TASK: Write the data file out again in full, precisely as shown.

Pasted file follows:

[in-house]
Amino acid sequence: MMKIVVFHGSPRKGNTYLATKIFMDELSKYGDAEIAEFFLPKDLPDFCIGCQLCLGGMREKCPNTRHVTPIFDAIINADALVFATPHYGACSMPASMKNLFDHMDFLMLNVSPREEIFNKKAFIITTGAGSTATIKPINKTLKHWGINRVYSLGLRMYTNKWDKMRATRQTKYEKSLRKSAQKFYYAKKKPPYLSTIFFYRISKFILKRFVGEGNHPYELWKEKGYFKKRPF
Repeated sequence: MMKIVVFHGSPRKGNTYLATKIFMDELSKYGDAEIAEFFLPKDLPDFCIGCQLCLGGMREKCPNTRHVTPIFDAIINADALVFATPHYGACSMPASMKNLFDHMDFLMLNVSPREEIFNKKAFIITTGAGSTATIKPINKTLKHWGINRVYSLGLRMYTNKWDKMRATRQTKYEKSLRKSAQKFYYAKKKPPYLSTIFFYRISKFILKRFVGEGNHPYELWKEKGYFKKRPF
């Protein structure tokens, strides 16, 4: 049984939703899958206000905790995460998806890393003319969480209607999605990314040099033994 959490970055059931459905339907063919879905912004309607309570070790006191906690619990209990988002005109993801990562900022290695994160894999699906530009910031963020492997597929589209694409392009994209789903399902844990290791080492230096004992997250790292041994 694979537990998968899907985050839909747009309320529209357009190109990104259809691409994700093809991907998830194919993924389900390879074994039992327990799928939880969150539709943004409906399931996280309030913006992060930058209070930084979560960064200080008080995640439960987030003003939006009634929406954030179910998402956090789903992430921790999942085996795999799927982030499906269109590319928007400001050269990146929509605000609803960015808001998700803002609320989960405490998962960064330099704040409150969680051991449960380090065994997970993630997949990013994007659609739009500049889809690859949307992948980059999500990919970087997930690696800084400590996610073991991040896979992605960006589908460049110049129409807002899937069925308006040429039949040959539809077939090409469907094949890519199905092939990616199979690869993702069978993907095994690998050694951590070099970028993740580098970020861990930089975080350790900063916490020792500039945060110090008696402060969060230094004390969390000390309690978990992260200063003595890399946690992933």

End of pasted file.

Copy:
[in-house]
Amino acid sequence: MMKIVVFHGSPRKGNTYLATKIFMDELSKYGDAEIAEFFLPKDLPDFCIGCQLCLGGMREKCPNTRHVTPIFDAIINADALVFATPHYGACSMPASMKNLFDHMDFLMLNVSPREEIFNKKAFIITTGAGSTATIKPINKTLKHWGINRVYSLGLRMYTNKWDKMRATRQTKYEKSLRKSAQKFYYAKKKPPYLSTIFFYRISKFILKRFVGEGNHPYELWKEKGYFKKRPF
Repeated sequence: MMKIVVFHGSPRKGNTYLATKIFMDELSKYGDAEIAEFFLPKDLPDFCIGCQLCLGGMREKCPNTRHVTPIFDAIINADALVFATPHYGACSMPASMKNLFDHMDFLMLNVSPREEIFNKKAFIITTGAGSTATIKPINKTLKHWGINRVYSLGLRMYTNKWDKMRATRQTKYEKSLRKSAQKFYYAKKKPPYLSTIFFYRISKFILKRFVGEGNHPYELWKEKGYFKKRPF
């Protein structure tokens, strides 16, 4: 049984939703899958206000905790995460998806890393003319969480209607999605990314040099033994 959490970055059931459905339907063919879905912004309607309570070790006191906690619990209990988002005109993801990562900022290695994160894999699906530009910031963020492997597929589209694409392009994209789903399902844990290791080492230096004992997250790292041994 694979537990998968899907985050839909747009309320529209357009190109990104259809691409994700093809991907998830194919993924389900390879074994039992327990799928939880969150539709943004409906399931996280309030913006992060930058209070930084979560960064200080008080995640439960987030003003939006009634929406954030179910998402956090789903992430921790999942085996795999799927982030499906269109590319928007400001050269990146929509605000609803960015808001998700803002609320989960405490998962960064330099704040409150969680051991449960380090065994997970993630997949990013994007659609739009500049889809690859949307992948980059999500990919970087997930690696800084400590996610073991991040896979992605960006589908460049110049129409807002899937069925308006040429039949040959539809077939090409469907094949890519199905092939990616199979690869993702069978993907095994690998050694951590070099970028993740580098970020861990930089975080350790900063916490020792500039945060110090008696402060969060230094004390969390000390309690978990992260200063003595890399946690992933």